The Root River Church of the Brethren, which served the rural Preston/Harmony area for more than 160 years, will hold its last service on Saturday, April 22.
CHARLIE WARNER/NEWS LEADER The Root River Church of the Brethren, which served the rural Preston/Harmony area for more than 160 years, will hold its last service on Saturday, April 22.
The closing of many small rural churches has become all too familiar throughout the United States. Unfortunately, Fillmore County is not immune to this regrettable occurrence. A number of rural churches have been forced to close their doors in recent years, most recently, St. Paul’s Lutheran Church (Big Springs) near Harmony.

The Root River Church of the Brethren, rural Preston, will be joining that list. The once vibrant congregation, established more than 160 years ago, will hold its final service at the church on Saturday, April 22.

“Even though we’ve been dealing with this for a couple of years now, it’s still so sad,” said church member Kay Himlie of Harmony. “It was always such a nice place to worship, out in the country. It was so peaceful and quiet and something to look forward to, traveling out to the church on Sunday mornings.”

Like many small rural churches, the Church of the Brethren experienced declining membership numbers in recent years. The congregation couldn’t afford a full-time minister for many years and hadn’t even had a part-time minister in the pulpit since 2010. Himlie noted that the last official church service held in the church was Christmas of 2015.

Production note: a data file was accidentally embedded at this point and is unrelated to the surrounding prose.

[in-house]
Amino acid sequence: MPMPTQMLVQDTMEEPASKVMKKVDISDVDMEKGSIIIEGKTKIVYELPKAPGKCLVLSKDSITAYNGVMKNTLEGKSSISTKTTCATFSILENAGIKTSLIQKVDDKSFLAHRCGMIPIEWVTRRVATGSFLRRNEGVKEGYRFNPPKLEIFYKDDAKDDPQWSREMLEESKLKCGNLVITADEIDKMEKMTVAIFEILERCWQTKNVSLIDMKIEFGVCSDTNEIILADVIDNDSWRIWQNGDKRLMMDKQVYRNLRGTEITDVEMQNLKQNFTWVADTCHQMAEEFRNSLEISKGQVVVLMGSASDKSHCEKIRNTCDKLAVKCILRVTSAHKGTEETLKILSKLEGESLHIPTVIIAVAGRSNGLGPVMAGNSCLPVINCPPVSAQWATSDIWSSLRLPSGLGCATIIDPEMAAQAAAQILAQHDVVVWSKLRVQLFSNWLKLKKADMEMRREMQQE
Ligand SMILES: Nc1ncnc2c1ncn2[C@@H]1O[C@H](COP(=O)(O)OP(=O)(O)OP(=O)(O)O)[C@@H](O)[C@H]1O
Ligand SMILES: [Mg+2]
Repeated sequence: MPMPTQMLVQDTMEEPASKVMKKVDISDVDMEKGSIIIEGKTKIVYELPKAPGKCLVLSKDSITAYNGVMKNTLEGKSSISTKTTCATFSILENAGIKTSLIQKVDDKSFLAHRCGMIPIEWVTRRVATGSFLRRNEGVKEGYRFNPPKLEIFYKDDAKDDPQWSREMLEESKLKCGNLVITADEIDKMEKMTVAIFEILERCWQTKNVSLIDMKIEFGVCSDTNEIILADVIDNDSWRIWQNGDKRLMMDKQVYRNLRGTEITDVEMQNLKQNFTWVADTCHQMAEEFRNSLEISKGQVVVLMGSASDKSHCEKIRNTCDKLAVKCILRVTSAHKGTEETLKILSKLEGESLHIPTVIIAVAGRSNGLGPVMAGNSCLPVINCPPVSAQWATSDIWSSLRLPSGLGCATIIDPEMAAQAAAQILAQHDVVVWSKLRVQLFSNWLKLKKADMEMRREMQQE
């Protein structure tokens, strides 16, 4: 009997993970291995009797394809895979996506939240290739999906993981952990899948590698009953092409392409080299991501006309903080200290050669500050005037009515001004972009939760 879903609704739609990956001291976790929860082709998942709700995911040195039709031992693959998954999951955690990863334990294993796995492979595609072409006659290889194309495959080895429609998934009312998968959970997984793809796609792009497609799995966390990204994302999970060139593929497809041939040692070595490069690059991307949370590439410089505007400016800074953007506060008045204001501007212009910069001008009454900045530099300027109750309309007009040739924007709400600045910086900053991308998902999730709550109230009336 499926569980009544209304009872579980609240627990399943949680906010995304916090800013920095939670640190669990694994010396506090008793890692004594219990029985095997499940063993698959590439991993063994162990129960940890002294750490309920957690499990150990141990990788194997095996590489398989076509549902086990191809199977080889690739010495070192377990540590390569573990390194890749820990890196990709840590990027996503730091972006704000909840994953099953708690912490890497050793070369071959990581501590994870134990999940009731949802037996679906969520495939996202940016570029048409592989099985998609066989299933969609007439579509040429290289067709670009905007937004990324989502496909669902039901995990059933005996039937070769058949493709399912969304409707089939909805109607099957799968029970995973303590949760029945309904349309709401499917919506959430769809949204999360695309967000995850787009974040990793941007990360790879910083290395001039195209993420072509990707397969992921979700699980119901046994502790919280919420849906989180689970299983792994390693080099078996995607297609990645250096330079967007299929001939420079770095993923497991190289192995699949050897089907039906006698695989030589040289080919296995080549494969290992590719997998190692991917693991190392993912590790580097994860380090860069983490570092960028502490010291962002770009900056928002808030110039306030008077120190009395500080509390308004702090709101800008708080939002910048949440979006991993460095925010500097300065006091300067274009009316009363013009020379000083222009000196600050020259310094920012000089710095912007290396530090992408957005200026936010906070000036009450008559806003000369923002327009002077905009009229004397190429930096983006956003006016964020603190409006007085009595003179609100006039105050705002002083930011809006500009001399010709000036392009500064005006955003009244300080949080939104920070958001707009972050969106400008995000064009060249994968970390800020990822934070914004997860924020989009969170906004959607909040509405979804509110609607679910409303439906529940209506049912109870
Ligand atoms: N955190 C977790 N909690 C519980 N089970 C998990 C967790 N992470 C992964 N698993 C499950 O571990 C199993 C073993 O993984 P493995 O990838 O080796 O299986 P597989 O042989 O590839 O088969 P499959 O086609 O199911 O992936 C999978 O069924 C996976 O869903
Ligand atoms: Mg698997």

“We were meeting the first and third Sundays of the month, at the end, with maybe 10 persons attending church,” Himlie recalled. “There just weren’t enough members to sustain it anymore.”

The church and adjoining parsonage will be put up for sale. The Prairie Queen Cemetery, which has operated under a separate organization, will continue to function.

The church celebrated its 150th anniversary July 8 and 9 of 2006.

According to church history, in the spring of 1855, several German Baptist Brethren, commonly known as Dunkers, left their homes in Maryland. After a six-week journey by covered wagon, they settled in Fillmore county, southwest of Preston. The following year they organized the Root River church.

The 13 original charter members were John and Elizabeth Ogg, Joseph and Susan Ogg, Robert and Rebecca Broadwater, Peter and Mary Zebaugh, Samuel and Catherine Shook, Jonas and Fannie Maust and Mahala Ogg Fishbaugher.

For several years the group met in homes, granaries, and schoolhouses. Baptisms were held in the Root River, about five miles to the north. The group held its first Love Feast in 1858. The first Sunday school was organized in 1868.

The first church building was erected in 1872. It was a frame structure, measuring 40 by 80 feet without a basement. The entrance on the south had two doors, one for men and one for women. The women sat on one side of the church and the men on the other.

The present day church building was completed in 1905. The parsonage was built in 1909, using timbers from the original church. In 1916, two acres of land was purchased across from the church and two large barns were built to hold 20 teams of horses. The barns were disposed of in the 1950s and the land was used for a parking lot.

In 1905, the Ladies Aid group was organized. A men’s group and youth group were also organized about this time. For many years, beginning in the 1950s, the Church of the Brethren, Greenleafton Reformed and Cherry Grove Methodist had joined in ecumenical Bible school, Lenten, Thanksgiving, Good Friday and World Day of Prayer services.

Additions were made to the church building in 1961, providing five classrooms, a nursery, library, office and restrooms for the congregation.

Located about a mile east of the community of Greenleafton, on Fillmore County Road 20, the Root River Church of the Brethren had served as a place of worship for nearly 160 years.

The April 22 event will begin at 2 p.m. with former ministers Rev. James Tomlonson, who served the church from 1975 to 1982, and Rev. Lorene Moore, who was the last minister to serve the church, as the featured speakers. A brass band will also be part of the service.